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All house-training problems are frustrating, but the good news is that they’re often easy to fix with a little thought and care. Here are some tips that can help.
1. Sudden Changes in Established Habits
- If your dog has been fine with house-training up until now, there may be several reasons for the break in training.
- If there have been no major changes in their life, your dog may very well have a medical problem, such as kidney trouble. Have your veterinarian rule out possible medical causes.
- Your dog may be trying to defend their territory if you have a new animal in the household. You will probably need to separate the pets for a while, and reintroduce them gradually. Provide each with a retreat area.
- Your dog may be generally upset or anxious if you’ve just moved and trying to assert ownership of the new territory. Mark your territory first: Scatter dirty laundry around the house to tell your dog you’ve claimed the territory. After a few days, you can pick up the laundry.
2. Eating Feces
Some dogs will eat other animals’ feces. By and large, this is a fairly normal — if disgusting — habit.
The main risk of this habit lies in picking up internal parasites. If you have such a dog, you should make sure your vet checks frequently for worms.
Dog eats cat poop
If it is cat feces in an indoor litter box, you can try the following:
- If you have a utility closet or some other closet where you can keep the litter box, fix the door so that it opens only enough for the cat to get through (assuming big dogs) by using something like a string/ribbon/rope over the door handle to a small hook on the adjacent wall or door jamb. If you can make a more permanent change, you could put a kitty door into the closet and keep the door shut.
- Or get the kind of litter box with a big top and a “kitty door” or even just an opening on it. Place the litter box with the opening about 4-6 inches from a wall (backward from the way you would normally think of placing it). This leaves just enough room for the cat to get into the box but not (usually) enough room for the dog to get to the box. The kind of box with the swinging kitty door helps make it a little harder for dogs to get into it.
- The Modkat litter box is amazing. Its sleek design looks great, and it keeps dogs out, thanks to its top entryway. One happy customer tells us the Modkat has meant “no more dogs diving after the cat poops!”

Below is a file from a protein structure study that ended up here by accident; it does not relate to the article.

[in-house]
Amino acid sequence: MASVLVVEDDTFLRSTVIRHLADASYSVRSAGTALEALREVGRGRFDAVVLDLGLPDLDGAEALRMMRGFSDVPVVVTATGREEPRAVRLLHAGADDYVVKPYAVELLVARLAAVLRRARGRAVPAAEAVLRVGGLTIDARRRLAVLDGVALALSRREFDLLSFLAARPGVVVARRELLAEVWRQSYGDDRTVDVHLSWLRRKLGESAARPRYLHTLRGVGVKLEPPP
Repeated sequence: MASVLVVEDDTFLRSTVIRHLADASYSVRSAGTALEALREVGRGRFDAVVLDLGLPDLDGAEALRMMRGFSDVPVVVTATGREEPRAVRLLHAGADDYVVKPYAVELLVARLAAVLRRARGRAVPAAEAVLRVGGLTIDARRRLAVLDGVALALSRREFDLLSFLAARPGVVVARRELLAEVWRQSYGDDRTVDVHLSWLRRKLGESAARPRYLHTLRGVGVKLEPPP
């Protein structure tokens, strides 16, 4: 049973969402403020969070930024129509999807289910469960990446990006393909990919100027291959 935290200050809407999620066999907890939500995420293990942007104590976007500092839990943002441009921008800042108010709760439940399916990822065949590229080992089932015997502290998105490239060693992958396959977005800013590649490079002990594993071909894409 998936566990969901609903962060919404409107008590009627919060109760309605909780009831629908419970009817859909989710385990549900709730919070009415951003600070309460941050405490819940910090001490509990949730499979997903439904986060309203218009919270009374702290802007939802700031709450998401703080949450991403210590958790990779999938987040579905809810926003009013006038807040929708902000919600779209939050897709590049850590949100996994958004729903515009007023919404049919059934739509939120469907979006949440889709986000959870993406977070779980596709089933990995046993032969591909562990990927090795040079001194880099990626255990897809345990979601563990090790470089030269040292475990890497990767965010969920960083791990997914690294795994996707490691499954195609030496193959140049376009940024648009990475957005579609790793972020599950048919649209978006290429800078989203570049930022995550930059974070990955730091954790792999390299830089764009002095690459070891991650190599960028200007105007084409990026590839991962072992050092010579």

Dog eats own poop
A surprising number of dogs eat their own feces (coprophagy). This is a fairly disgusting habit and difficult to cure. One way to prevent this from occurring is to clean up feces as soon as possible, but this can be difficult for dogs left in yards or kennels all day.
The Monks of New Skete think that eating feces may involve a dietary deficiency. Adding Accent (monosodium glutamate) or kelp tablets (usually available at health food stores) to your dog’s food can give the feces a bad taste for the dog. Also, putting Tabasco and vinegar on the feces itself may work.
In rare cases, this can suggest a trypsin deficiency. Trypsin is a digestive enzyme, and affected dogs don’t get enough nutrients from the food so they eat the stool. In many cases, despite eating quite a bit, the dogs are still thin. There is a test for this syndrome, and enzyme supplementation is part of the treatment. Your veterinarian can help you rule out this possibility.
This is a difficult problem and not always solved or stopped. It doesn’t really hurt the animal, although you should take care to have them checked often for internal parasites, which they are more likely to pick up.
If it is a change in your dog’s normal behavior, it might be a bladder infection or some other medical problem, so check that with your vet first.
It’s rather common for older spayed females to start dribbling. This is easily fixed most of the time with doses of estrogen. In many cases, the doses can be tapered off after a few months. Some dogs require estrogen for the rest of their lives. Only small doses are needed, so it’s not that expensive to treat.
If your dog is urinating in different places around the house, you can try the “vinegar trick.” Pour some vinegar on the spot in front of the dog. What you’re telling the dog is, “I’m alpha. You may not pee here.” Then clean it all up, first with an enzymatic odor remover and then with a good carpet shampoo.
Defecation is not as frequently a problem as urination can be. However, the most often recommended remedy for a dog who defecates in the house is to change the feeding times so that you are likely to be walking the dog when they need to defecate or they are outside in the yard, etc.
This will take some time of fiddling with the amount, frequency, and timing of feeding your dog to get the results you want.